MANSFIELD -- Protecting domestic violence victims and the mission to put an end to in-home violence has made notable progress over the past 40 years, according to Mansfield's first assistant law director Michael Kemerer.
Kemerer spoke to an audience at Tuesday's domestic violence awareness kickoff event at Mansfield's downtown gazebo. Law enforcement, city officials, county officials and community members were among those in attendance.
"It's a mission we take seriously, prosecuting domestic violence, but it's not a mission that has received the attention that it deserves for nearly long enough," Kemerer said.
In 1979, Ohio passed its first domestic violence statute. Two years later, October was designated as Domestic Violence Awareness month. In 1994, the Violence Against Women Act was passed, providing federal aid for domestic aid prosecutions.
"That's just 40 years," Keremer said. "I didn't give you the history lesson to bore you. It's to congratulate you. You've made a lot of progress in the last 40 years, but there's a lot of progress still to go."
The event was put on through the Domestic Violence Shelter in Mansfield.
Richland County Prosecutor Gary Bishop, who handles felonious acts of domestic violence, said the county has a lot to be thankful for in terms of domestic violence prosecution and prevention.
"I think we are more aware of domestic violence than we used to be," Bishop said. "I think people are starting to recognize the evil that it is."
This year, Bishop said his office has earned convictions in 36 of the 38 domestic violence cases it has prosecuted. One of the two other prosecutions ended when the alleged offender died in a car accident.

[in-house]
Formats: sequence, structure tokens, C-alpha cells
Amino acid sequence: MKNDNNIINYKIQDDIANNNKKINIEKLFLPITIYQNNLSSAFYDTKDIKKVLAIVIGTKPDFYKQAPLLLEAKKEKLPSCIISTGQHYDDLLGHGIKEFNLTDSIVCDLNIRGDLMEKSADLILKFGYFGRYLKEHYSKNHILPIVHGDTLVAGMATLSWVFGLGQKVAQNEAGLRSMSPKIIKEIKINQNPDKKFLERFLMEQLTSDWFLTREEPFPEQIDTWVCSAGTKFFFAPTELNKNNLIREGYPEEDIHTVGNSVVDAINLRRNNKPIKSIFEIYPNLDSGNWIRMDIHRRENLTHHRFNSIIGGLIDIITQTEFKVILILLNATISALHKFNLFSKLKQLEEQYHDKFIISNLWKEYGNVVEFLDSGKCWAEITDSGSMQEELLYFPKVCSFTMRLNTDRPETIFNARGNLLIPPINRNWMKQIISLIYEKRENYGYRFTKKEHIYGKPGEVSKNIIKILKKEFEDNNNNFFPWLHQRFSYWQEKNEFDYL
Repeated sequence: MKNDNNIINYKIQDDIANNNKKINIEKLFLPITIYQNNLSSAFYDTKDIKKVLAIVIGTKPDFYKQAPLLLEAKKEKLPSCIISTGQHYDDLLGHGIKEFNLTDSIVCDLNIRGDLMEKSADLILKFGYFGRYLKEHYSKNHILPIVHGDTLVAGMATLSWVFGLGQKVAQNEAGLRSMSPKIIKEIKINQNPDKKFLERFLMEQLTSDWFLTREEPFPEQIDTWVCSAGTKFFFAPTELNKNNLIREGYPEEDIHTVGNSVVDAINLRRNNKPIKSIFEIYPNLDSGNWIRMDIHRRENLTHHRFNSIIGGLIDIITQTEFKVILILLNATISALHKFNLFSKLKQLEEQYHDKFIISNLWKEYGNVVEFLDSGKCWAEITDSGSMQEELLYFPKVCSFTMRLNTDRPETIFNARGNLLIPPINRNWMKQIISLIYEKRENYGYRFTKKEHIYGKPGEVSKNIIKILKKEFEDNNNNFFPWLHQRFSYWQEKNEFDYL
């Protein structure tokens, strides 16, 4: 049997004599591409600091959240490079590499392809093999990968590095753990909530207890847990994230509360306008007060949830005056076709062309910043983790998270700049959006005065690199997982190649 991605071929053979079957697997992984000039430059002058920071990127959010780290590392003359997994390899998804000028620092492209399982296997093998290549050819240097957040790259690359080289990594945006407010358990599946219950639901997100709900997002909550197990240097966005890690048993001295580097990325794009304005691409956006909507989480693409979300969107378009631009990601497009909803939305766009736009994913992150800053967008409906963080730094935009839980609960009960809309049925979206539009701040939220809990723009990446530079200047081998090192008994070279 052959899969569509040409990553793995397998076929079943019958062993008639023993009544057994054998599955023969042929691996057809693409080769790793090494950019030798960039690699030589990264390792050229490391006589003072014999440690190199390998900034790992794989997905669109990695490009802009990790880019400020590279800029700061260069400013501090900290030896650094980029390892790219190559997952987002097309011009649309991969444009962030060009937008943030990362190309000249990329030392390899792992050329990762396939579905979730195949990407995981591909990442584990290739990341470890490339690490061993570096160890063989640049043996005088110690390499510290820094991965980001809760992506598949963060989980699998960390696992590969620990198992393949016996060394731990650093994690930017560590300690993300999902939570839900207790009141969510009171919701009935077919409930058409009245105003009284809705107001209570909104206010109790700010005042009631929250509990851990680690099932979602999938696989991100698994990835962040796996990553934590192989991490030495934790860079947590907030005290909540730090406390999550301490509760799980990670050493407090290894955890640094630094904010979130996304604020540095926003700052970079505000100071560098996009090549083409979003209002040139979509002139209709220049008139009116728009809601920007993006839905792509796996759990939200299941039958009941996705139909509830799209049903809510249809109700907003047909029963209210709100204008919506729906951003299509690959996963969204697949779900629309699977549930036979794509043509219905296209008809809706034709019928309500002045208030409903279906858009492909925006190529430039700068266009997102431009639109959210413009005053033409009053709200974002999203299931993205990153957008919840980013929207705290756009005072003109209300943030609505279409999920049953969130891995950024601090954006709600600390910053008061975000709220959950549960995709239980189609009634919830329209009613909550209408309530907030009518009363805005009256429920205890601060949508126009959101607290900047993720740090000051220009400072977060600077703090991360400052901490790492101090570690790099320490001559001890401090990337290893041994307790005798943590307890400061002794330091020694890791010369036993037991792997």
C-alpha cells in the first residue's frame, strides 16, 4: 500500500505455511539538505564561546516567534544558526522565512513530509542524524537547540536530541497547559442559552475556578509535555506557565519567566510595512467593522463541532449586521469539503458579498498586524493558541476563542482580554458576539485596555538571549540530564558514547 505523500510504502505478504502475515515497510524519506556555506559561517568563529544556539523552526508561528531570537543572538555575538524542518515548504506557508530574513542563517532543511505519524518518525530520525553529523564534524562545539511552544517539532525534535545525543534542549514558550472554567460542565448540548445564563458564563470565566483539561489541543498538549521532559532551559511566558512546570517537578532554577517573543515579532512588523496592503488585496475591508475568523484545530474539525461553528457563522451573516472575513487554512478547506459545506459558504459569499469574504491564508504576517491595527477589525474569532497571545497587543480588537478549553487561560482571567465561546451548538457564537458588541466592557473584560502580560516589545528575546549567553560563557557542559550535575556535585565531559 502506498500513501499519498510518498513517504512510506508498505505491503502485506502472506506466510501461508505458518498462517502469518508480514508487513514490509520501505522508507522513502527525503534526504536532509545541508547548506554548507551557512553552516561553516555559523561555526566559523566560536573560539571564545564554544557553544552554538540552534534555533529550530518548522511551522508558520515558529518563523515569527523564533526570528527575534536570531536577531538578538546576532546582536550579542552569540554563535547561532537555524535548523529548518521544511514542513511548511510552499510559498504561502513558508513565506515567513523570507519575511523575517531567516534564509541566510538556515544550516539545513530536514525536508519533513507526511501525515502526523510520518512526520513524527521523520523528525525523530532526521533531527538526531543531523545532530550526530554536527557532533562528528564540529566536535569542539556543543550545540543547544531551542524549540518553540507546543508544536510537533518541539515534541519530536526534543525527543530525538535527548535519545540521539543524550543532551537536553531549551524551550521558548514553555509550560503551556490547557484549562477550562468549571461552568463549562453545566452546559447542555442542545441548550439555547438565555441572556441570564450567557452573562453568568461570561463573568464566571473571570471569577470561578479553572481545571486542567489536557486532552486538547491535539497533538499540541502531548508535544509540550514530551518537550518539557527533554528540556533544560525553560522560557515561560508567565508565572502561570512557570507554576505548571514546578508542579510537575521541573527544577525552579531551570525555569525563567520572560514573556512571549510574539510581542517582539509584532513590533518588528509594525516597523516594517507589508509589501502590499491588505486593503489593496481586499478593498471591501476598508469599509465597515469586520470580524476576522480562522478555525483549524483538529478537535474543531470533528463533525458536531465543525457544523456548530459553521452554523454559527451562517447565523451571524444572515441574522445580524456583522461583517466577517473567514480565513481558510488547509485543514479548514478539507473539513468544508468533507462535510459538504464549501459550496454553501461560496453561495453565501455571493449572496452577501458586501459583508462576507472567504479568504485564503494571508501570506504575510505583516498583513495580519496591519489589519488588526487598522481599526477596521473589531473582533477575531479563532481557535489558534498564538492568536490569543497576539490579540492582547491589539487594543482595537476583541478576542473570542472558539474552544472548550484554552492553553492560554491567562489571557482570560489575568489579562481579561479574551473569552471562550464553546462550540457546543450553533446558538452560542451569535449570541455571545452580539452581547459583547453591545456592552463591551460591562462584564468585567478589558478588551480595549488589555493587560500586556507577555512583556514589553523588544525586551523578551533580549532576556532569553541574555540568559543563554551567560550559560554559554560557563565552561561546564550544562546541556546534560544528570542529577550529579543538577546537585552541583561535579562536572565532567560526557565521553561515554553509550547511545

Bishop added that about half of the defendants went to prison. The others are in treatment and community control.
"Prison is not the answer we are always looking for," the prosecutor said. "We just want to help the family heal."
Mansfield Mayor Tim Theaker spoke about the ripple impact of domestic violence.
"Domestic violence affects everybody. It just doesn't affect victims of domestic violence," Theaker said. "The worst thing of domestic violence is when there is some kind of hurt or death.
"We all, as a community, need to be involved with it and if we see it, we need to report it. If it's in our family, we need to make sure that those individuals get help."
Kathy Ezawa, executive director of The Domestic Violence Shelter, and master of ceremonies at the kickoff event, said she was happy to see so many in attendance.
"When you look around at the community support, it's not an easy topic to support," she said. "Nobody wants to be related to domestic violence. Everyone wants to believe they live in a kind and loving home, and if it's not, they feel bad," Ezawa said.
"When we have the community officials here, it lets people know there are people with them and supporting them."